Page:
Puppet Environments Organized on Different Desktops
Puppet environments such as development, testing and production can be logically organized on different desktops to simplify system configuration management.
Environments provide a safe way to develop Puppet-controlled systems. I organize the Puppet development cycle into three such environments: development, testing and production. Application windows for each environment are organized onto separate desktops, using a desktop manager that I describe in another post. This is illustrated in the figure below.
Development Environment on the Development Desktop
The development environment runs on my local workstation. I use a virtualization tool, such as VMWare and VirtualBox, to create both a local Puppet Master as well as a development node. The Puppet Master runs Samba to share the
/etc/puppet directory so that I can edit Puppet files using a text editor on my workstation.
A second virtual server emulates the target system that I am developing. The Puppet Agent running on this node connects to the local Puppet Master. For simplicity, security and safety, I connect the development node to a local Puppet Master instead of the one I use in production.
The windows for editing the text files, running Puppet, monitoring log files and file browser are spread across the multiple monitors, as described in another post. These set of windows define my "Development Desktop". As I develop the node, I constantly re-run Puppet Agent, check log messages and test locally. After the completion of each development Story, I check the files into my Subversion code repository.
Testing Environment on the Testing Desktop
The Puppet files that were created in the Development Environment are now checked out to the Testing Environment. Applications for the Testing Environment are organized on a new desktop, using my desktop manager. These applications include various shell windows and browser windows such as selenium test suites run under the control of Jenkins.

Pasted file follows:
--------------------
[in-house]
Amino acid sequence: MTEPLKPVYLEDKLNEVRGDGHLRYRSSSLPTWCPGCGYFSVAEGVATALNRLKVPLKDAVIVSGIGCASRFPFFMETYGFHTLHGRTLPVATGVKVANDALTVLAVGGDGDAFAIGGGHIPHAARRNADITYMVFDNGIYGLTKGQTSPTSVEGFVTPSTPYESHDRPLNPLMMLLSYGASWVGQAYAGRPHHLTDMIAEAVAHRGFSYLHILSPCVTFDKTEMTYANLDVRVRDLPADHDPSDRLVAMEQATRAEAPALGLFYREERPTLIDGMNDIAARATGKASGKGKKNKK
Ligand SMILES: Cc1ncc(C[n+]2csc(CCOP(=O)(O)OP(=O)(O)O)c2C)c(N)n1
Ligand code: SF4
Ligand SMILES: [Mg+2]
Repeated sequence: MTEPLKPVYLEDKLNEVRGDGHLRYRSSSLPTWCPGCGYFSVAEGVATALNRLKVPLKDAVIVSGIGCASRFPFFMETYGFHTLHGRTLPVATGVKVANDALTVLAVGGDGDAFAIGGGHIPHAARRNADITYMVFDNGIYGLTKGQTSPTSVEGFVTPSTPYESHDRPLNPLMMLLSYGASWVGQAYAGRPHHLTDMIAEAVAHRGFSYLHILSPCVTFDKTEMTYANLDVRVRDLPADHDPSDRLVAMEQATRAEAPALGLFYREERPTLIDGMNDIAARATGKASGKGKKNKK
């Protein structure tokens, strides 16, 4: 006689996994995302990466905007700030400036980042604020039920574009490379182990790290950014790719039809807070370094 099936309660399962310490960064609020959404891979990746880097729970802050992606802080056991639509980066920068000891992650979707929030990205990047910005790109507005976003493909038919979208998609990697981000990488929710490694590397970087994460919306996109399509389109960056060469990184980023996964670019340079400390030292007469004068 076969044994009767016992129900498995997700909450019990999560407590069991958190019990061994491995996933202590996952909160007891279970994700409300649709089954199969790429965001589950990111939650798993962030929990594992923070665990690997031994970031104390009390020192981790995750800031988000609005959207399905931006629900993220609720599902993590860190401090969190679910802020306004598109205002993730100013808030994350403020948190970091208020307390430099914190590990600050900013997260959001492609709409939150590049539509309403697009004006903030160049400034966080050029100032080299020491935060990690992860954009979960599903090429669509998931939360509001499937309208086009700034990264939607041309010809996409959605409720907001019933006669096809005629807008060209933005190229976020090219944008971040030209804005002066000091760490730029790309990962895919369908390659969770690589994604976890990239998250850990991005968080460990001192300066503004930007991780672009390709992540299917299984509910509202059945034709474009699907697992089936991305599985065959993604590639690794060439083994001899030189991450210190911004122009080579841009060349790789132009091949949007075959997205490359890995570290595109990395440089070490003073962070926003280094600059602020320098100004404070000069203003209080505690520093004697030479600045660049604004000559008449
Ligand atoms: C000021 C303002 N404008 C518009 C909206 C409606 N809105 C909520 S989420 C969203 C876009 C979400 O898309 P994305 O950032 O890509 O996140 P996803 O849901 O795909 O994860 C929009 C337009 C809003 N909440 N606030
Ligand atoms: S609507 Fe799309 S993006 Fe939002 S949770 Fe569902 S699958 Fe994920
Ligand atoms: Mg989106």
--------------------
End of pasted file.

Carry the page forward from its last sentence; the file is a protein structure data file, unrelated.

The QA Server used in the Testing Environment is identical to the Production Server, except for some minor details such as IP addresses, host names and access permissions. For example, the website you are using now (jaroker.com) was first tested using the QA Server running qa.jaroker.com.
A combination of Puppet and Jenkins is used to re-create the Testing Environment. The database from the Production Environment is loaded into the Testing Environment (after making changes to such things as the hostname).
Selenium tests perform regression checks on the web application running on the QA Server. For my SOFIns project, about 30 regression checks are run automatically. This is in addition to manual testing.
After all checks pass, the Puppet configuration is applied to the Production Environment.
Production Environment on the Production Desktop
The Production Environment uses the same Puppet code that was previously tested in the identical Testing Environment. Deployment to Production is fast and simple and without surprises because all testing and troubleshooting occurred in the two previous environments.
Switching between desktops allows me to switch between the different Puppet environments. I can develop, test and push new configuration changes to production quickly. A very complex configuration system is now organized and manageable.